Tony did most of his studying in the field–hunting, trapping, and fishing. Indeed, he was a fairly uninterested academic student at the same time, first at the old North Tarrytown Elementary School and then at North Tarrytown High School. But his main educational pursuits were conducted in the hills and river valleys around North Tarrytown (Sleepy Hollow). He would walk with his rifle from his home on Pocantico Street, straight down Continental Street to where the back GM gate is today. There was a big sandbank there where he and his friends would play. Then turning right, or north, he could make his way into the wide marsh that stood there and hunt for rabbit or pheasant along Pocantico Creek and check his traps for muskrat, raccoon, mink, skunk, and fox. For fox, a number two jump-trap previously boiled in pinecones was used to remove the scent. Then he could follow the railroad bed up to Rockwood Hall, which offered more small game and deer in season.
Tony would often hunt with his friend Pete Soriano from Cedar Street. Tony and Pete would also duck hunt on Pocantico Lake or in the cemetery section of Pocantico Brook, where a pond once interrupted the stream. Pete learned from his father, Mike, an expert hunter, who always hunted with a dog.
We don’t often think of Sleepy Hollow as offering these creatures as a bounty of nature to be harvested and consumed. Maybe because some species have dwindled and are no longer prevalent, or maybe cause we don’t see those animals as game but rather ornaments of suburban life–a natural intrusion on our neat suburban lawns. But maybe it’s because we don’t really see them at all, or at least not with the focus and intimacy that a true woodsman does. When Tony Morabito went forth with his rod, his rifle, or his bow he may have had more in common with our Native American predecessors than ourselves; he took on the role of a twentieth century hunter-gather, a fine, venerable, primal, and rare occupation for a modern human being.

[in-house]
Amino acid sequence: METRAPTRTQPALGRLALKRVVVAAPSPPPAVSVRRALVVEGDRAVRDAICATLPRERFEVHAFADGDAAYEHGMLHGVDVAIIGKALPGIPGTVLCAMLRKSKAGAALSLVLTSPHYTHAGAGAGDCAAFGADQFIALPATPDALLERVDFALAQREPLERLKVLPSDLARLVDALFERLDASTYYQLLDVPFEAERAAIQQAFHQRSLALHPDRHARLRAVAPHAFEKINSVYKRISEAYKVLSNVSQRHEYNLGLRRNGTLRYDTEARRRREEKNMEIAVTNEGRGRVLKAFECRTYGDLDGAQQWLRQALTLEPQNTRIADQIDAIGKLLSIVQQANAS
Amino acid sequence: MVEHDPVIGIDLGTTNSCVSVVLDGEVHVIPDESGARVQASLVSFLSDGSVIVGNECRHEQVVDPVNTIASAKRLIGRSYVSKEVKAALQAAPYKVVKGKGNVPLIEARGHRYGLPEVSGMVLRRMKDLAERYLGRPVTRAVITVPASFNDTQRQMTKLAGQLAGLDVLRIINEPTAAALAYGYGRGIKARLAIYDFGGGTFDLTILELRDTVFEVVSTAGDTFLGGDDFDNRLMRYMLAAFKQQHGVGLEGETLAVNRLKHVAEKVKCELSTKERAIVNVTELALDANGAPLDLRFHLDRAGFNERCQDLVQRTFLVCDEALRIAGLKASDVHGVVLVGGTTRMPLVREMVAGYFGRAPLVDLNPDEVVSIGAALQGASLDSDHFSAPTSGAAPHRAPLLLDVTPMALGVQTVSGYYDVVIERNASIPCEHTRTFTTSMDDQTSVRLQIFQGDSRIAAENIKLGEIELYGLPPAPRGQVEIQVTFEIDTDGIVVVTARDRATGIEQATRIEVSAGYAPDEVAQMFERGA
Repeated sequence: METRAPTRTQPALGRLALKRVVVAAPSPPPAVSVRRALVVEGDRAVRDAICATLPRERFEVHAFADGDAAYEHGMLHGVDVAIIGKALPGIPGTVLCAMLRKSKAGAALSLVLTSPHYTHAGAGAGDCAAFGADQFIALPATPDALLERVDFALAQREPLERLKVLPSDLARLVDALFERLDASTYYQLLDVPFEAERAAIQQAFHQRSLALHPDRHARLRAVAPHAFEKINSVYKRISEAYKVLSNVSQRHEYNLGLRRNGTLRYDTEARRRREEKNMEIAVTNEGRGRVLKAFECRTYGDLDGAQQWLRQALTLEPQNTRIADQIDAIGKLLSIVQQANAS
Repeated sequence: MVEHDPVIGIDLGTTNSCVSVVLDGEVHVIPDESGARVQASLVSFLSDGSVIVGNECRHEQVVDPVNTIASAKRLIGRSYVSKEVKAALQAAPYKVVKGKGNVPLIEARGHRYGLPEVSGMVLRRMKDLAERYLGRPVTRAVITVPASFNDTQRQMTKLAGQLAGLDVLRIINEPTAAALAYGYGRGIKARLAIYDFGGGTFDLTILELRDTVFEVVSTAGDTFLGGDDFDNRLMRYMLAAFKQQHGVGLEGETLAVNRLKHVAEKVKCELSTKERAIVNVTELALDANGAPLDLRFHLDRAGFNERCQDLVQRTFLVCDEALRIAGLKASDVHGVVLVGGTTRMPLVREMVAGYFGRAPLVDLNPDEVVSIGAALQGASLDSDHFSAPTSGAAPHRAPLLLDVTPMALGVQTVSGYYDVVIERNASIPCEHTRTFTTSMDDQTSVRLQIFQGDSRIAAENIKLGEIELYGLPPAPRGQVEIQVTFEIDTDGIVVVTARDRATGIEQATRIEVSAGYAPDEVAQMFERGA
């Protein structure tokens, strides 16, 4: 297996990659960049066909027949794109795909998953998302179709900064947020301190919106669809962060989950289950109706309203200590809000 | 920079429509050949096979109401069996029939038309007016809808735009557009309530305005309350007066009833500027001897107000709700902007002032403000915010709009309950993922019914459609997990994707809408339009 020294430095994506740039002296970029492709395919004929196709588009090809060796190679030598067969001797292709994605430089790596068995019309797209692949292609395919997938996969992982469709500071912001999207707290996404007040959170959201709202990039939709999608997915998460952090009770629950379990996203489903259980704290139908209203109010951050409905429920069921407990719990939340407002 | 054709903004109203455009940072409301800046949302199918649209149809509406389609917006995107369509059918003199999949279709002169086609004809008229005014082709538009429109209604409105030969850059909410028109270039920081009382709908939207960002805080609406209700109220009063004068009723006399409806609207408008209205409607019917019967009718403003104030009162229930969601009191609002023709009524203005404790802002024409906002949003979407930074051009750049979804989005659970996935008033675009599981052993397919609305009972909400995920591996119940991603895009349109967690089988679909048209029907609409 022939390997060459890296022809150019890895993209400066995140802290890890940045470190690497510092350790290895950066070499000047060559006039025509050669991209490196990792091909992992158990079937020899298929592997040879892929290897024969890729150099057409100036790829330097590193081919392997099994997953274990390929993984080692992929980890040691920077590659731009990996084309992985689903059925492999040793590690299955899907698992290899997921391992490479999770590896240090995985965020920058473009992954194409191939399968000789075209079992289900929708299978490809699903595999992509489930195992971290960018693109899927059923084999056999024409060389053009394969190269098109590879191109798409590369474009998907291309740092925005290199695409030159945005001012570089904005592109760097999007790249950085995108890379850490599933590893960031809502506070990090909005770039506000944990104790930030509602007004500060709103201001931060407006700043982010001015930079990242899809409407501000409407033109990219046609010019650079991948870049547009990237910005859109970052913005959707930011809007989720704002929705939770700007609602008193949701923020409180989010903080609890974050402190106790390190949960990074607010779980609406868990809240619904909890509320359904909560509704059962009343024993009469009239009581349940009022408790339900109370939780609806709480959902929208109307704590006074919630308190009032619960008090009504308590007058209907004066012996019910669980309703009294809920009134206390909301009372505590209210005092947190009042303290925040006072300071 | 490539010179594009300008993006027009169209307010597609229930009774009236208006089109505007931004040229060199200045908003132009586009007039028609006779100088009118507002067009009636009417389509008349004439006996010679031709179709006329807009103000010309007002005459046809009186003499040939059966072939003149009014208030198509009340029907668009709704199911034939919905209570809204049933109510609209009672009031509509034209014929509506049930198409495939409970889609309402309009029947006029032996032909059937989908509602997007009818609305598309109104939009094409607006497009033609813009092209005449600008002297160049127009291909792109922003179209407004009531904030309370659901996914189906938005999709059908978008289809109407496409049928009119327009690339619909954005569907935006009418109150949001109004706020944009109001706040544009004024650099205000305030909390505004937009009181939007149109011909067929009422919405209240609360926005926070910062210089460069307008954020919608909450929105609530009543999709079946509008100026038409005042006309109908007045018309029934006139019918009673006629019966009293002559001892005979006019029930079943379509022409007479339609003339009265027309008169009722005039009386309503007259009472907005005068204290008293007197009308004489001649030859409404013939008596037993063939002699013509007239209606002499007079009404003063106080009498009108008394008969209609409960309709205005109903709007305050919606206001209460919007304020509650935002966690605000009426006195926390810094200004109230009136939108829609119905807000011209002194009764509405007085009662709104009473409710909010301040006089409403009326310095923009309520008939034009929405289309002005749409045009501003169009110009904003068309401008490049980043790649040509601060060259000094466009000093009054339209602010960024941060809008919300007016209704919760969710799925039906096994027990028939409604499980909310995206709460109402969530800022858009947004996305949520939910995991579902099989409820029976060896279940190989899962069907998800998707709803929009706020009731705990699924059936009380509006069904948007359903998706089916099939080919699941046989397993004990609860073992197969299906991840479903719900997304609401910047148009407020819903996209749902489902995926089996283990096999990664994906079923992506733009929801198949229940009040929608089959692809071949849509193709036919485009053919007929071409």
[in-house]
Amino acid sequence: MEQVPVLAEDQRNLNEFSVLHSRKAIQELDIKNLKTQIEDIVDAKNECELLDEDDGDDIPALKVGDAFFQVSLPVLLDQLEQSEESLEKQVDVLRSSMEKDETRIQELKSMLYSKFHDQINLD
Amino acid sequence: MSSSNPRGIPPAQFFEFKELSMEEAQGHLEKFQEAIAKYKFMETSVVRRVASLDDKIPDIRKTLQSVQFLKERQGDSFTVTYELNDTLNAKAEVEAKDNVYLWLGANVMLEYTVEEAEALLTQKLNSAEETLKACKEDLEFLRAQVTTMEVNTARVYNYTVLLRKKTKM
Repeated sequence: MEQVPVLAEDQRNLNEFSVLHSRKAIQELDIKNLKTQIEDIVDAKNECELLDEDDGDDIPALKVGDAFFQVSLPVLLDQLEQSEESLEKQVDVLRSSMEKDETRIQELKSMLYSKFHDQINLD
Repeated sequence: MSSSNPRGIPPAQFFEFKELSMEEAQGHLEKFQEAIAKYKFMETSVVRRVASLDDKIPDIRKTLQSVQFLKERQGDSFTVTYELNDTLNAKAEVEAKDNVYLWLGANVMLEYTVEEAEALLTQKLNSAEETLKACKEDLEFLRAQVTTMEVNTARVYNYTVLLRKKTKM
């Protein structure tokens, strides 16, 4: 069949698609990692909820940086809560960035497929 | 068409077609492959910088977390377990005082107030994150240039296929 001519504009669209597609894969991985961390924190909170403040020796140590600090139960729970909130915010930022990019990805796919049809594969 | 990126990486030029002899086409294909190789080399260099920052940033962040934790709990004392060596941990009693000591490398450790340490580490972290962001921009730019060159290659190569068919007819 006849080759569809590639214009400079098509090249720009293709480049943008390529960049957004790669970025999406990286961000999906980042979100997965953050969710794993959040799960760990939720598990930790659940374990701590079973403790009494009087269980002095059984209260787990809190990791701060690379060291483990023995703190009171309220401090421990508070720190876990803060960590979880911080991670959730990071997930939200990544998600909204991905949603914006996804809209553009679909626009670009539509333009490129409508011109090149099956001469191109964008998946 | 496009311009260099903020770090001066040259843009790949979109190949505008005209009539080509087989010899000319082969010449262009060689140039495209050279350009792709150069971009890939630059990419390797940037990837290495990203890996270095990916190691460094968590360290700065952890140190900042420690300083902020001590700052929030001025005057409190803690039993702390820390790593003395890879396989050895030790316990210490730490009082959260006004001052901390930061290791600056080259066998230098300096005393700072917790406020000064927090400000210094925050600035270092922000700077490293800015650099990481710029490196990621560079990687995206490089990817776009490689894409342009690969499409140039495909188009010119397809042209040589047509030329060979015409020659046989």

The skins were cleaned and stretched and then sold in New York City; the darker of the muskrat skins fetched a higher price. Tony went to New York by car, but in the early 1600s the native trappers would pack a canoe full of pelts and paddle to Manhattan. When one of these Weckquaesgeck braves was robbed and killed on his way to market in 1626, it later ignited decades of strife between the local Dutch and native tribes. In the 1790s a Tarrytown teenager, James K. Paulding, taught himself to hunt and fish to supplement the bare family larder. That was before introducing a young friend named Washington Irving to the pleasures of the hunt.
Once when trapping muskrat on the Pocantico near Broadway, Tony managed to trap Police Chief Murphy’s dog. “Unhappy dog,” says I, “Unhappy Chief!” says Tony. Trapping has its good days and its bad days. On another occasion he was trying to set a trap along a low submerged muskrat trail, but kept hitting a hard obstruction. He dug in the muddy bottom with his hands and pulled up a very large snapping turtle. Fortunately it was dormant and unaware it was being manhandled — that was a good day.
Many more people actively fished in Sleepy Hollow and Tarrytown during the mid twentieth century. When the Tarrytown Lakes opened for bass season or the trout season began on the Saw Mill River, the anglers stood shoulder to shoulder. Tony learned to fish below the dam at the Philipsburg mill when actress-celebrity, Elsie Janis, still owned the property and the river swept through the dilapidated site with no proper dam to stop it. On the lower Pocantico one can still fish for crabs, pickerel, smelt, bass, sunfish, yellow perch, and snapper blues. In the 1940s and 1950s one could catch three or four bushels of crabs with one trap in a few hours.
Tony’s brother Nick started to sell bait and tackle under the front porch of the family house. It developed into a thriving little business, and Mrs. Morabito would help out if Nick was not around. They also handled boat rentals at the large reservoirs in the area for the Tarrytown Rod and Gun Club. The business operated from this location until after World War II, when brother Nick opened a business at 170 Cortlandt Street and the fishing business moved there too. The family bait-and-tackle shop remained there until the early 1980s.